Afghan factions agree UN plan for new government

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A framework for a post-Taliban administration in Afghanistan was agreed at the Petersberg residence near Bonn after the US pressured the Northern Alliance to help overcome the obstacles blocking progress.

A White House official, Zalmay Khalilzad, telephoned the Northern Alliance leader, Burhanuddin Rabbani, in Kabul, and won a promise to release a long-delayed list of candidates for the interim administration, said the US envoy James Dobbins.

With the list finally on the table, delegations representing the Alliance, exiles loyal to the former king, Mohammad Zahir Shah, and two smaller exile groups quickly finalised the text of an agreement establishing a 29-member interim governing council. The delegations will begin haggling over who is to sit on the council today in discussions that are expected to take at least another 48 hours.

Previously, progress at the talks had been painfully slow and the sole public event of the day was the ominous replacement of the backdrop used for news conferences so that the date read "November-December 2001", rather than just "November".

Up at the mist-shrouded Petersberg, one group of delegates had picked apart the seven-page document presented by the UN on Sunday night as a draft agreement.

In the corridors and lounges, the talk was of who might take the leadership posts in the executive. Two names vied for the most frequently mentioned: that of Abdul Sattar Sirat, an Uzbek who leads the Rome-based royalist delegation, and that of Hamid Karzai, also a royal supporter, but a Pashtun from Afghanistan's majority ethnic group.

He had made a secret trip into southern Afghanistan in November to garner support for the former king shortly before the US bombing started, and narrowly escaped capture by Taliban forces. Mr Karzai did not come to Bonn, but made a dramatic intervention on the first day when he telephoned the plenary sessionto pledge his support.

The former king himself appeared to be out of contention for any executive position. Now 87, he had stated his readiness to return to Kabul and help govern the country.

But it appeared yesterday that the former king would accept a symbolic role in which he would use his widespread popularity to invest the new administration with some of his perceived legitimacy.

The UN's draft document recorded that he had been offered the chairmanship of the executive, but had declined it in favour of whoever was chosen by the delegates at Bonn.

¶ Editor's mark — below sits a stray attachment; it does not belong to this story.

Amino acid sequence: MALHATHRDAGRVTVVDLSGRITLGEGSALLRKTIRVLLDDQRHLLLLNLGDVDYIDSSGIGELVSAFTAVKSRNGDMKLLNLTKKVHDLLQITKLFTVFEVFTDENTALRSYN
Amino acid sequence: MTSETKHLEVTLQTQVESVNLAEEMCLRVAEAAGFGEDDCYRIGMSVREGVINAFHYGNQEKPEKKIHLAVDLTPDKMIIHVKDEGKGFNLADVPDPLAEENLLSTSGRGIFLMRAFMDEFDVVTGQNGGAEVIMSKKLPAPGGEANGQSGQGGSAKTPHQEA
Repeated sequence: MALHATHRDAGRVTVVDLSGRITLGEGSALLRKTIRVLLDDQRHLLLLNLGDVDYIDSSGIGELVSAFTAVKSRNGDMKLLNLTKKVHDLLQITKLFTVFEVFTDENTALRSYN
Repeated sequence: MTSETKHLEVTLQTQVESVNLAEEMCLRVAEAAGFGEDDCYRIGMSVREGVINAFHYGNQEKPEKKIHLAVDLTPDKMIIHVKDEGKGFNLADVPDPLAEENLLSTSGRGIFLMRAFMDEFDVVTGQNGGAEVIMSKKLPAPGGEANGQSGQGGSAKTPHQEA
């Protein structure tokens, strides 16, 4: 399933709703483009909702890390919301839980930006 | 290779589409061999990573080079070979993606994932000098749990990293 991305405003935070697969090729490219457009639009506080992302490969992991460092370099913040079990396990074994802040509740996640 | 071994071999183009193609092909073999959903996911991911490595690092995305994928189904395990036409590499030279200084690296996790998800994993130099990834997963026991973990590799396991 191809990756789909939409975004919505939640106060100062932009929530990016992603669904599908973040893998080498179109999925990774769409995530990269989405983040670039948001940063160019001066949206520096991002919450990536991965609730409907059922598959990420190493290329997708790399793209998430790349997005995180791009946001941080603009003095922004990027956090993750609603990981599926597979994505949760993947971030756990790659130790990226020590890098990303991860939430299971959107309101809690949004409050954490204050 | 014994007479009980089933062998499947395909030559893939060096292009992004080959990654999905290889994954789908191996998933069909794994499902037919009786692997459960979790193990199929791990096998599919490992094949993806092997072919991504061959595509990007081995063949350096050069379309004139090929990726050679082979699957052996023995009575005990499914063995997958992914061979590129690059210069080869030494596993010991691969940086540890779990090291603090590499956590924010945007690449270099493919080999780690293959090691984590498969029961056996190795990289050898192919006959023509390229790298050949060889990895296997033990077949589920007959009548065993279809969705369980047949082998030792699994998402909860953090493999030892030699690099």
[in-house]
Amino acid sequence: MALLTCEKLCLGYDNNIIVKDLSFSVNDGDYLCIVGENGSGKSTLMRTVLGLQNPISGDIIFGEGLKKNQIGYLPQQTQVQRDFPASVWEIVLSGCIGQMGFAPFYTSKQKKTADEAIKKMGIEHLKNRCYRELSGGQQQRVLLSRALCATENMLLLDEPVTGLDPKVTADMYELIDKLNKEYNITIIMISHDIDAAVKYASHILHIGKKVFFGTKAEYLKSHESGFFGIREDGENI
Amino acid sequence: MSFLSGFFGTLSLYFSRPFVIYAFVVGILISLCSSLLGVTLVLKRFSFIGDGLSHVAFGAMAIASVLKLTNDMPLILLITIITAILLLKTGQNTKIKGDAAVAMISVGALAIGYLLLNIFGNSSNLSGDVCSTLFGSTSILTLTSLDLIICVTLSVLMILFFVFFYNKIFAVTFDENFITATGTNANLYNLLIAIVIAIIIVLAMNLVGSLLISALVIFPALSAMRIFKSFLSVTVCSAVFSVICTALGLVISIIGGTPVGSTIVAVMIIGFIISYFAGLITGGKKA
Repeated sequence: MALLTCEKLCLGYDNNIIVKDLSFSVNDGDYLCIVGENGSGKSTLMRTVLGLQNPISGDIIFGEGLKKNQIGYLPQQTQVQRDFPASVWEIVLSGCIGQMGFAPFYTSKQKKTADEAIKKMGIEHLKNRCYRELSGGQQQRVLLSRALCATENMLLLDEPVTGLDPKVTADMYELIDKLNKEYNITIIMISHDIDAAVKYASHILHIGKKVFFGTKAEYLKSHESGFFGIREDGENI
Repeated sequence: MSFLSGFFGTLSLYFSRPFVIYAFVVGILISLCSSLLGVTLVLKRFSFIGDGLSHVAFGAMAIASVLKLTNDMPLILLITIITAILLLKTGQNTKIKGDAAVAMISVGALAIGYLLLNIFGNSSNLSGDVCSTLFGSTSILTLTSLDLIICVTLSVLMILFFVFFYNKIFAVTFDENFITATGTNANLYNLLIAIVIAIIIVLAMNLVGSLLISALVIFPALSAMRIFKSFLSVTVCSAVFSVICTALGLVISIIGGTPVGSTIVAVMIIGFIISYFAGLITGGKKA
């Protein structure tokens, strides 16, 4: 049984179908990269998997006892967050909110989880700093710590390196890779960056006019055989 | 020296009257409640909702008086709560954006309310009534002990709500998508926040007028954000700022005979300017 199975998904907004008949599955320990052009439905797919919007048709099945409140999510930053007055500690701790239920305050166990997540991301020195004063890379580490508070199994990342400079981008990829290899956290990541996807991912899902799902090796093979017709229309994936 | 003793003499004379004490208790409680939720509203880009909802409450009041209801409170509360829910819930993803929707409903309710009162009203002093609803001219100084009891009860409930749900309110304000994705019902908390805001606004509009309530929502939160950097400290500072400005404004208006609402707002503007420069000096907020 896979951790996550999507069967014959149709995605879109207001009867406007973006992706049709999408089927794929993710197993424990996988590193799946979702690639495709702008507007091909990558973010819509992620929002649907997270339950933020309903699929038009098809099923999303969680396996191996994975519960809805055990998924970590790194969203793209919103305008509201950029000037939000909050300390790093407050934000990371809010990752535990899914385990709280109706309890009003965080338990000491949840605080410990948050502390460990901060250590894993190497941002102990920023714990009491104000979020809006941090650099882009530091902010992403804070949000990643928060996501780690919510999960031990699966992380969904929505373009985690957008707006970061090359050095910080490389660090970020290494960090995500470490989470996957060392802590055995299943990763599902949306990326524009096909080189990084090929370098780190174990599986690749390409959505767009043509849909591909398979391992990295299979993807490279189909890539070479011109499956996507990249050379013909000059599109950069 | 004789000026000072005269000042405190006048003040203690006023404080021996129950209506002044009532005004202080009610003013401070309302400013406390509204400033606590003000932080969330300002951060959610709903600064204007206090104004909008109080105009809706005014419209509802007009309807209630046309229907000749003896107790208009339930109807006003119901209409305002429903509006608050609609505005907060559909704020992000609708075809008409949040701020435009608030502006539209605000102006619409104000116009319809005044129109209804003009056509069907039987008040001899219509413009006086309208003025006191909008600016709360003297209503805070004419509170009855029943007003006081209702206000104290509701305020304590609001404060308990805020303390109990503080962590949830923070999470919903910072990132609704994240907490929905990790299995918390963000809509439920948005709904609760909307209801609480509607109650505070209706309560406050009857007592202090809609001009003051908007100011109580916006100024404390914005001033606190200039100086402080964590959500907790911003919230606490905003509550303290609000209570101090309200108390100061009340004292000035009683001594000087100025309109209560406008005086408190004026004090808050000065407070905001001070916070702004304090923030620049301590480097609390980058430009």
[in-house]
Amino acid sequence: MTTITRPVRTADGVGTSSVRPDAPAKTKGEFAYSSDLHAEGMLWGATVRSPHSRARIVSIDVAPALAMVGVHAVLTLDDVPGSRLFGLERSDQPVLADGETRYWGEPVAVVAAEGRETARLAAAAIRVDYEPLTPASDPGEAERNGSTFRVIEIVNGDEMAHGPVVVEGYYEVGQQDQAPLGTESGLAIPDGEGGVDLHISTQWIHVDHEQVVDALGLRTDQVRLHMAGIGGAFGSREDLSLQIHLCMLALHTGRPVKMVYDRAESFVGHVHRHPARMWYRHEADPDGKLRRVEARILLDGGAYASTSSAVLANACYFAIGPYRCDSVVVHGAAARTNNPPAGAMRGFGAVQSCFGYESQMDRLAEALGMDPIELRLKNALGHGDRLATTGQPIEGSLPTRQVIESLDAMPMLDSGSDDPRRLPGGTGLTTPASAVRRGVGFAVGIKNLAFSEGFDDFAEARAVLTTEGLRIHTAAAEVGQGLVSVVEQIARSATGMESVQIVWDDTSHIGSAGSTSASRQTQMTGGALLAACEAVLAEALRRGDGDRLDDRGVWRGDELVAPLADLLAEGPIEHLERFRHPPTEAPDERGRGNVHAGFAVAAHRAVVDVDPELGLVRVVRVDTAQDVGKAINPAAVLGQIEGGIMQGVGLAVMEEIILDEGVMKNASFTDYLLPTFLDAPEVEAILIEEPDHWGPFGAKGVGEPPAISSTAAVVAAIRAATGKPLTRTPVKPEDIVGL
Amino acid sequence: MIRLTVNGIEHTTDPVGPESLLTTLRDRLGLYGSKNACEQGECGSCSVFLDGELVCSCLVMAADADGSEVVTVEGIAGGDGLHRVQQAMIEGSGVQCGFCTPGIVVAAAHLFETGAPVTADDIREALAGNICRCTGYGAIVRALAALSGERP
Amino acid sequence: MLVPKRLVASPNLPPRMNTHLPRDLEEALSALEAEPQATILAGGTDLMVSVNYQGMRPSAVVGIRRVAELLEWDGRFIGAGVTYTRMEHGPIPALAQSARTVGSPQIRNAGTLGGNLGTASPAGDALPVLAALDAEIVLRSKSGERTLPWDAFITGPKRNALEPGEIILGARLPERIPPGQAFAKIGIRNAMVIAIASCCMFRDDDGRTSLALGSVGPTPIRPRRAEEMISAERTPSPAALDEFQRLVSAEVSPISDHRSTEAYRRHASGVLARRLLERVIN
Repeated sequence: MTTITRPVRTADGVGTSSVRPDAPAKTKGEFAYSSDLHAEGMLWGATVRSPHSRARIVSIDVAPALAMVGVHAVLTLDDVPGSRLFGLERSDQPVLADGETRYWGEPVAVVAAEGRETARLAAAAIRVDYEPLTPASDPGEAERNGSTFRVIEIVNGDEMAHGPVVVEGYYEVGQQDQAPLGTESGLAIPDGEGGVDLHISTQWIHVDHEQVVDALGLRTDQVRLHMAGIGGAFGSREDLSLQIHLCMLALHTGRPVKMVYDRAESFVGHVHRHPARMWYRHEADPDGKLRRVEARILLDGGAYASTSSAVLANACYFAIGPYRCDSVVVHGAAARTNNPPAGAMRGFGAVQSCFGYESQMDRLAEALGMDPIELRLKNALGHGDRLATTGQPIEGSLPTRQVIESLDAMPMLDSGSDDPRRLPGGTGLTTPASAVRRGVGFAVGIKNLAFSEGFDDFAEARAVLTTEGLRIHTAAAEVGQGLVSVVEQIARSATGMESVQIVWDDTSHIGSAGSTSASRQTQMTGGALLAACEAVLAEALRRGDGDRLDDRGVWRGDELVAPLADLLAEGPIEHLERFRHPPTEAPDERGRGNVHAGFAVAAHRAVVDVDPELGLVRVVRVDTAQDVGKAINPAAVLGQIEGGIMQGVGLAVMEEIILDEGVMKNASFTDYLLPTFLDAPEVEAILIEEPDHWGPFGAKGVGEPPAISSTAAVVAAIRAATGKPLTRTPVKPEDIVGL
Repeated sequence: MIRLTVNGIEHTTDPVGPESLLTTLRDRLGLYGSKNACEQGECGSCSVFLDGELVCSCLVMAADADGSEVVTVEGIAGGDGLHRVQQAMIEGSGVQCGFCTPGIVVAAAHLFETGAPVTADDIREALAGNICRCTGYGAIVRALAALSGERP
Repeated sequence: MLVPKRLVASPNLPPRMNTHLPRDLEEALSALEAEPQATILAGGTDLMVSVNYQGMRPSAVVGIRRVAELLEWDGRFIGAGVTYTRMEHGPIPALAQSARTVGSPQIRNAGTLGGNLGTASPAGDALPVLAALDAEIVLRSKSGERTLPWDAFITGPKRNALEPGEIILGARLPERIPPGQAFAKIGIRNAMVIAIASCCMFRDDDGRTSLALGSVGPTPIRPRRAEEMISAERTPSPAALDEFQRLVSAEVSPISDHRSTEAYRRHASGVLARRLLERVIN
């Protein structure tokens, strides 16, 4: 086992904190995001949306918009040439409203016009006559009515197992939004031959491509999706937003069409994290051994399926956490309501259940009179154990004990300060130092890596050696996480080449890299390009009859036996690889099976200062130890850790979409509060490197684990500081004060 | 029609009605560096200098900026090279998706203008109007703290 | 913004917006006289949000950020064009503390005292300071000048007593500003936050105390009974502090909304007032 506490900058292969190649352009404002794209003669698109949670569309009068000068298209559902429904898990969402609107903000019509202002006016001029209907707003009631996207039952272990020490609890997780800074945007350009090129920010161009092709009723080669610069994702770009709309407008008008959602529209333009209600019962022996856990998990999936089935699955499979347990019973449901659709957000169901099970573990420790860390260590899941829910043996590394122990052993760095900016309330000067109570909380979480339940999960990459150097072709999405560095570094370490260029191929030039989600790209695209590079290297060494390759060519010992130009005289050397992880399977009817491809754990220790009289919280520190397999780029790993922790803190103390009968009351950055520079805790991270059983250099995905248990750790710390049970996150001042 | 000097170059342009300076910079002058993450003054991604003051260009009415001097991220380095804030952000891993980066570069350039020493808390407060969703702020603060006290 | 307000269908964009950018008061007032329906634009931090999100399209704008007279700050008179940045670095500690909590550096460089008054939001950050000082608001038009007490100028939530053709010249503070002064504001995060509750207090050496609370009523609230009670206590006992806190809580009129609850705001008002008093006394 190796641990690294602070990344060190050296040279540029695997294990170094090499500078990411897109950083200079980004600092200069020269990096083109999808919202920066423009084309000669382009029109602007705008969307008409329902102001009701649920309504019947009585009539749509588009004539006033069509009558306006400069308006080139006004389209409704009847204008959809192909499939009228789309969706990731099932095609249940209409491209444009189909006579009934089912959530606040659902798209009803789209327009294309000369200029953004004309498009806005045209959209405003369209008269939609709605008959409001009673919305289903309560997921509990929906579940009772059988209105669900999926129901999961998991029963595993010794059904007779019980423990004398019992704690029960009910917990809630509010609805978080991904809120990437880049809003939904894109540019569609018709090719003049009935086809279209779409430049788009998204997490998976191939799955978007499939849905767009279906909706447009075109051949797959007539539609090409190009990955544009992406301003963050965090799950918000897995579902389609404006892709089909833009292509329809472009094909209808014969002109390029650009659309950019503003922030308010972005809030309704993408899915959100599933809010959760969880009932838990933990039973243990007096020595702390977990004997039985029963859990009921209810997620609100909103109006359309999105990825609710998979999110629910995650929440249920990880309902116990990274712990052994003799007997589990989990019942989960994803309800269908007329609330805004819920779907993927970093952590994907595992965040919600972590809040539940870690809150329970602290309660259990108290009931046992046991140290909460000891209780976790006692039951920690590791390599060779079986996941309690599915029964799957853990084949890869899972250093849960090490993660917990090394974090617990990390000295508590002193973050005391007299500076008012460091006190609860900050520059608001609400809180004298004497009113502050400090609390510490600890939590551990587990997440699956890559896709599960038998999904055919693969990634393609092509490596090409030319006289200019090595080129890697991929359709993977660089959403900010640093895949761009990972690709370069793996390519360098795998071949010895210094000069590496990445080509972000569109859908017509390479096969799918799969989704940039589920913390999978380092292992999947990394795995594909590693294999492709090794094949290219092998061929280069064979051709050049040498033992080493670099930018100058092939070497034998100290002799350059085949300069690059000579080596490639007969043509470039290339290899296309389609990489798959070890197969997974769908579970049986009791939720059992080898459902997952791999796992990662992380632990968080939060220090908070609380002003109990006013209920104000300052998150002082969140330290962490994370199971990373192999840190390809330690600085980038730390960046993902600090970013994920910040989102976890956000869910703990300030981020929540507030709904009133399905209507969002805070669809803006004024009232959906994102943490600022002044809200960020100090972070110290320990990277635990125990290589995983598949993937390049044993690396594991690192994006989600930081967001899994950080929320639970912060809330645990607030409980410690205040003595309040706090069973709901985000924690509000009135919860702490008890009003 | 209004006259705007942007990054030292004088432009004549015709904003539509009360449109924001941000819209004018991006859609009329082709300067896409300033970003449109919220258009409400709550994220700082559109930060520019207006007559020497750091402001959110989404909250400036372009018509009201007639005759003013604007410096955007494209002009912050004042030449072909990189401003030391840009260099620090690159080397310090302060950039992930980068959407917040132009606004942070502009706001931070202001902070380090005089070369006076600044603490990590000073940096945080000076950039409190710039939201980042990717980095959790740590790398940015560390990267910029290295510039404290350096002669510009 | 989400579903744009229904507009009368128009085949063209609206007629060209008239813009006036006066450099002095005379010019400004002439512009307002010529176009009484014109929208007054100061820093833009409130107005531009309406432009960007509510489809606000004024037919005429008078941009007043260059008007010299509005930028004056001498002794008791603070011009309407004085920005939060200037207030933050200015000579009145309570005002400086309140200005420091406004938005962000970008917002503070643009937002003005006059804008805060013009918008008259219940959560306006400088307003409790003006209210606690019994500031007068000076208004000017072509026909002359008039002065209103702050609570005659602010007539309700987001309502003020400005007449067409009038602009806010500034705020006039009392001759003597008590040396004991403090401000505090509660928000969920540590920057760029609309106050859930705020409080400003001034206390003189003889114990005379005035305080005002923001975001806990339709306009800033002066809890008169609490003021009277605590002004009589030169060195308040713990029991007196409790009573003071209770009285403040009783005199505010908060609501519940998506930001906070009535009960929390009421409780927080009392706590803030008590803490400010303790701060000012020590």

It also said that he would preside over the convening of the emergency loya jirga ­ a formal function that could mark the end of his involvement in Afghan politics.

No names were discussed formally, largely ­ it appeared ­ because of disarray in the Northern Alliance. The Alliance comprises the only delegation at Bonn that has little to lose if no agreement is reached, as it already controls Kabul and haswhat is termed a "caretaker" government in place.

The nominal leader of the Alliance and the former president, Burhanuddin Rabbani, had reportedly instructed that his delegation was on no account to agree on any names at Bonn, hoping that they could instead be finalised at a follow-up meeting in Kabul.

Yesterday, though, Mr Rabbani conceded some ground, saying that he would support a list of four candidates to chair the executive.

As well as Mr Sirat and Mr Karzai, his list comprised Pir Sayed Gailani, an Islamic cleric from the Pakistan emigration, and a former president, Sibghatullah Mojaddedi.

Three of the four are Pashtuns, which could leave the way clear for the mainly Tajik and Uzbek Northern Alliance to claim the bulk of other posts. And Mr Rabbani appended a condition: that all the other posts should be agreed in Kabul.

The UN and the other delegations at the Bonn talks want a full administration to be named here, lest the Northern Alliance exploit its position in Kabulto squeeze out other groups. They also want agreement on the immediate deployment of some UN-mandated force to guarantee the security of other participants in an interim government.

Yesterday, Mr Rabbani repeated his position that as few as 200 UN troops would be sufficient to provide security for any summit meeting in Kabul. The other participants of the Bonn talks support a much more solid contingent of peace-keepers before they will countenance going to Kabul.